Artificial intelligence (AI) is having a major moment. The rise of generative AI impacts many jobs across sectors and is already transforming the way we work and the skills we need to run our businesses. Over the past year, conversations about AI have risen 173% on Instagram as people talk about everything from how AI can solve maths problems to creative ways to word things and produce vibrant and colourful images. And it’s just the beginning of discovering how AI technology can enable human creativity to help businesses and people work better.
At the Pioneers event held during Advertising Week New York ‘23, Alison Weissbrot, editor-in-chief of Campaign US; Ajaa Long, director of global clients at Meta; Sarah Stringer, EVP and head of innovation and U.S. media partnership at Dentsu; and Jatinder Singh, managing director of global head of data and analytics at Accenture Song, discussed the applications of generative AI and its implications on marketing and advertising.
Transforming the landscape
A leader in the technological revolution, Meta has “invested in AI for years as a way to power innovation, research and new tools and create connectivity across our platforms,” said Long.
As the industry moves beyond using AI for optimisation and performance media, clients’ primary focus is on how generative AI can improve efficiency and effectiveness. “Having these types of tools is going to allow us to do a lot more and add humanity back into a lot of the work that, previously, we've asked a lot of very talented people to do,” Stringer said.
“Generative AI allows us to then look at things that are already available to us, search and ask questions, and interrogate the data in brand new and interesting ways."
As a co-pilot, AI is helping humans address mediocrity and get to insights more quickly, Singh said. For example, what used to take 100 hours for a human to do can take AI 20, which leaves the team with more time to discover a white space opportunity or something unexpected, he explained.
In addition to elevating human creativity and insights, AI is also impacting sales and service. For example, a client provides customer service in many of Australia’s spoken languages with AI so that “everybody is having the same level of service,” Singh added.
New technology can elicit a “fear of the unknown” response. Many fear AI will replace jobs or render processes obsolete; but in fact, we’re seeing quite the opposite where generative AI is empowering marketers to do things much more quickly and effectively, and freeing up their time to focus on more strategic work.
With each technological advancement, “there’s always the fear of ‘Am I going to become obsolete?” Singh said. Accenture Song instead views it as an opportunity “to automate all of those mundane tasks, rescale and upskill our talent so that they can future protect our business and our clients’ business as well.”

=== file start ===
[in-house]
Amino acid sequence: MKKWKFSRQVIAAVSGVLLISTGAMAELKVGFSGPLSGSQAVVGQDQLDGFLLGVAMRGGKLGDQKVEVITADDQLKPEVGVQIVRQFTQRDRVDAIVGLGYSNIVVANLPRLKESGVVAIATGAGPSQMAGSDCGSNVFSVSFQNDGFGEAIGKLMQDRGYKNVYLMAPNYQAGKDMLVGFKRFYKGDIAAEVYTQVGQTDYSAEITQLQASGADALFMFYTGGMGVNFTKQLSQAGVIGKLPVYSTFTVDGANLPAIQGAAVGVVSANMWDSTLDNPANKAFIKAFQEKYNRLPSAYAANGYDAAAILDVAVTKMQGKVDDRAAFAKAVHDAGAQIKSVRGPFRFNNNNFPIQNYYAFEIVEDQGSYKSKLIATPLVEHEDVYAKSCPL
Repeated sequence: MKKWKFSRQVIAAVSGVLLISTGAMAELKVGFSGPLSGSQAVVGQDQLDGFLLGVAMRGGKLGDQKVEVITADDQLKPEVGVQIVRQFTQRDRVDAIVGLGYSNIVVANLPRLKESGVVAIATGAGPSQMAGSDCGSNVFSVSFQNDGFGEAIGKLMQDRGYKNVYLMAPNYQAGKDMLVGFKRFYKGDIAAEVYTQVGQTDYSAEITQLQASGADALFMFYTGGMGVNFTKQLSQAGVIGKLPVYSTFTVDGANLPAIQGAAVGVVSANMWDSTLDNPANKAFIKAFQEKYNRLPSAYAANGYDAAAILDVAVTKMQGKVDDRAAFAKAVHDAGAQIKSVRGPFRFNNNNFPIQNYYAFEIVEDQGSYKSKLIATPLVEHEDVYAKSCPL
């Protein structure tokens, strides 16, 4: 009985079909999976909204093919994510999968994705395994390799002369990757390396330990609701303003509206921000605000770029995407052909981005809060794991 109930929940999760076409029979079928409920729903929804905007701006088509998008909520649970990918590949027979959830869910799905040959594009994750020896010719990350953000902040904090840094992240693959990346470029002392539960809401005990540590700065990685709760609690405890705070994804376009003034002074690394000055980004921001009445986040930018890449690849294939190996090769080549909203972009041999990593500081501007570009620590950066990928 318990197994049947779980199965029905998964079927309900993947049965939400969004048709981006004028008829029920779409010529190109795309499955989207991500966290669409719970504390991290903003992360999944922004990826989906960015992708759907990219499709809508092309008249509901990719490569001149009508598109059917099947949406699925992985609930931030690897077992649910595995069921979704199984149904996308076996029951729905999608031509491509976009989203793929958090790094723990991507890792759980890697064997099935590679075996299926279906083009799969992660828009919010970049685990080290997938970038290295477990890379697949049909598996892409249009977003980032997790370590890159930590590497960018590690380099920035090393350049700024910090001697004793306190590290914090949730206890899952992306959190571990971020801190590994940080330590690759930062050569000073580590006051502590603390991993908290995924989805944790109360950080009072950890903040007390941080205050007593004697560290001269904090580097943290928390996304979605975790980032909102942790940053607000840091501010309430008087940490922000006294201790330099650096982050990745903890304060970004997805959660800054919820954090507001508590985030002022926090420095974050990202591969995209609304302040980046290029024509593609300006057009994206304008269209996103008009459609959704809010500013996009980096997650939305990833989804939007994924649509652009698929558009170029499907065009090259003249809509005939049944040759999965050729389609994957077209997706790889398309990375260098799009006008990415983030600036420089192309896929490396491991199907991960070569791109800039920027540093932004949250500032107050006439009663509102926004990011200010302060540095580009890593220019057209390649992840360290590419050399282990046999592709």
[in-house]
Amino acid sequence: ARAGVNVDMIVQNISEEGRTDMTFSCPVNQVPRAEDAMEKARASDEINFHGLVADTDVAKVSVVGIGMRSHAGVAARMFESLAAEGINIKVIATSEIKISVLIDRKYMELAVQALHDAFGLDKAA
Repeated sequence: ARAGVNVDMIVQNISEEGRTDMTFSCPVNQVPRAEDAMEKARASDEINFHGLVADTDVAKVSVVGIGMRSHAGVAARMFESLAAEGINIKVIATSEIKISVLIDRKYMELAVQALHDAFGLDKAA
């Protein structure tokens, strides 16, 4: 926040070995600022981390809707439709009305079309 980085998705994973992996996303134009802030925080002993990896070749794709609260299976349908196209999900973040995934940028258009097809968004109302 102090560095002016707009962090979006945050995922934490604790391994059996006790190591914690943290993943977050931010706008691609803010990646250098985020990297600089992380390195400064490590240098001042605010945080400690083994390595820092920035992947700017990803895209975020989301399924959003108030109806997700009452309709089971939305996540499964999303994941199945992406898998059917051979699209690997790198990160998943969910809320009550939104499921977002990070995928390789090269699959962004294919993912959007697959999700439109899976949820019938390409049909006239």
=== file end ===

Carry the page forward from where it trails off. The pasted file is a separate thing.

Humans are the ones that can “create connectivity, create brands that people genuinely love and then understand the needs of people, individuals, groups of people and meet those,” Stringer said. Rather than replacing human intelligence, AI “provides a toolkit and a co-pilot to facilitate and take off some of the heavy lifting and laborious work so we can do the things that an AI system is never going to be able to do, which is understand all of us in our beautiful, weird ways and actually get to an insight where people think the work is good,” she added.
The potential of generative AI
While generative AI is nascent, the time to experiment is now in order to take advantage of the technology in the future. Focus on specificity and gain insight into how to use generative AI to accelerate product development and innovation as well as impact talent, commerce, sales, service and marketing, Singh advised.
“It's impacting an entire organisation, we call it total enterprise reinvention,” he explained. “Think of it in those buckets as well as an enterprise impact as well as a talent and organisational impact, because there are cultural changes that need to happen and the technology is going to flow through all of those parts of the ecosystem.”
In this era of exploration, “our back-of-house has never been sexier to our entire organisation,” Stringer said. “We have some incredible people who are creating all the pipelines to ensure that we have safe play areas for our teams to dabble in data, to play around with the data.” Out of this playspace, Dentsu recently launched d.SCRIPTOR, a product providing better generative text solutions.
Meta also has a testing playground, AI Sandbox, that provides advertisers a space to experiment with new AI tools and experiences. “We did this with a small group and have since made these tools available in ads manager and they will be rolled out globally by 2024,” Long concluded. “We like to say the job is only 1% finished and in the case of AI this could not be more than true, we're just in the beginning.”